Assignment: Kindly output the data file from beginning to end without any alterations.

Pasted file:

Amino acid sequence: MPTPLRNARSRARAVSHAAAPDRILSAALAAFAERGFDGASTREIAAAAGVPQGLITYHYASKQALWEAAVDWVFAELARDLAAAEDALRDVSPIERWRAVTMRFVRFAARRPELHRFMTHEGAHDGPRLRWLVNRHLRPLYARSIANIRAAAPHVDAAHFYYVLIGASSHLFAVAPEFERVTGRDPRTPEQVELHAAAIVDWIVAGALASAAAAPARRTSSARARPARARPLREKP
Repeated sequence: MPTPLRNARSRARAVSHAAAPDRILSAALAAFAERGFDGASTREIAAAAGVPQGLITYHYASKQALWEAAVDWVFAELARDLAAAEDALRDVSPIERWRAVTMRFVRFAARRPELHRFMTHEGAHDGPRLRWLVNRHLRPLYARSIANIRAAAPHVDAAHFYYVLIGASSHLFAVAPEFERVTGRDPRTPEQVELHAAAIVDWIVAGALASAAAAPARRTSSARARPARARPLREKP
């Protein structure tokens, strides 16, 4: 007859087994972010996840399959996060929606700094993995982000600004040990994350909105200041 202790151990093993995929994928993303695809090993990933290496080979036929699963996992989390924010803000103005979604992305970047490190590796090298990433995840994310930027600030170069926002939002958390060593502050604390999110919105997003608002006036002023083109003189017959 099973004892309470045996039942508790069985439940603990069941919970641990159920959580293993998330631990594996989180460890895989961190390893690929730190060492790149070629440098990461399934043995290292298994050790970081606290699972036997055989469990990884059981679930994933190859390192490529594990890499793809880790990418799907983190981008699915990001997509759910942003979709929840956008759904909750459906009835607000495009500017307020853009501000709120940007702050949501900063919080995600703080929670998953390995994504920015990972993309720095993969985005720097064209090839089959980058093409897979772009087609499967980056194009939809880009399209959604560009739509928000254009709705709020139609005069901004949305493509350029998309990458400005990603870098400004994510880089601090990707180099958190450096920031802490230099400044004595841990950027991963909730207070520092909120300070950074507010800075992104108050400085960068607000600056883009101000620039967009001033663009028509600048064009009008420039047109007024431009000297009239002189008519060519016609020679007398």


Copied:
Amino acid sequence: MPTPLRNARSRARAVSHAAAPDRILSAALAAFAERGFDGASTREIAAAAGVPQGLITYHYASKQALWEAAVDWVFAELARDLAAAEDALRDVSPIERWRAVTMRFVRFAARRPELHRFMTHEGAHDGPRLRWLVNRHLRPLYARSIANIRAAAPHVDAAHFYYVLIGASSHLFAVAPEFERVTGRDPRTPEQVELHAAAIVDWIVAGALASAAAAPARRTSSARARPARARPLREKP
Repeated sequence: MPTPLRNARSRARAVSHAAAPDRILSAALAAFAERGFDGASTREIAAAAGVPQGLITYHYASKQALWEAAVDWVFAELARDLAAAEDALRDVSPIERWRAVTMRFVRFAARRPELHRFMTHEGAHDGPRLRWLVNRHLRPLYARSIANIRAAAPHVDAAHFYYVLIGASSHLFAVAPEFERVTGRDPRTPEQVELHAAAIVDWIVAGALASAAAAPARRTSSARARPARARPLREKP
């Protein structure tokens, strides 16, 4: 007859087994972010996840399959996060929606700094993995982000600004040990994350909105200041 202790151990093993995929994928993303695809090993990933290496080979036929699963996992989390924010803000103005979604992305970047490190590796090298990433995840994310930027600030170069926002939002958390060593502050604390999110919105997003608002006036002023083109003189017959 099973004892309470045996039942508790069985439940603990069941919970641990159920959580293993998330631990594996989180460890895989961190390893690929730190060492790149070629440098990461399934043995290292298994050790970081606290699972036997055989469990990884059981679930994933190859390192490529594990890499793809880790990418799907983190981008699915990001997509759910942003979709929840956008759904909750459906009835607000495009500017307020853009501000709120940007702050949501900063919080995600703080929670998953390995994504920015990972993309720095993969985005720097064209090839089959980058093409897979772009087609499967980056194009939809880009399209959604560009739509928000254009709705709020139609005069901004949305493509350029998309990458400005990603870098400004994510880089601090990707180099958190450096920031802490230099400044004595841990950027991963909730207070520092909120300070950074507010800075992104108050400085960068607000600056883009101000620039967009001033663009028509600048064009009008420039047109007024431009000297009239002189008519060519016609020679007398």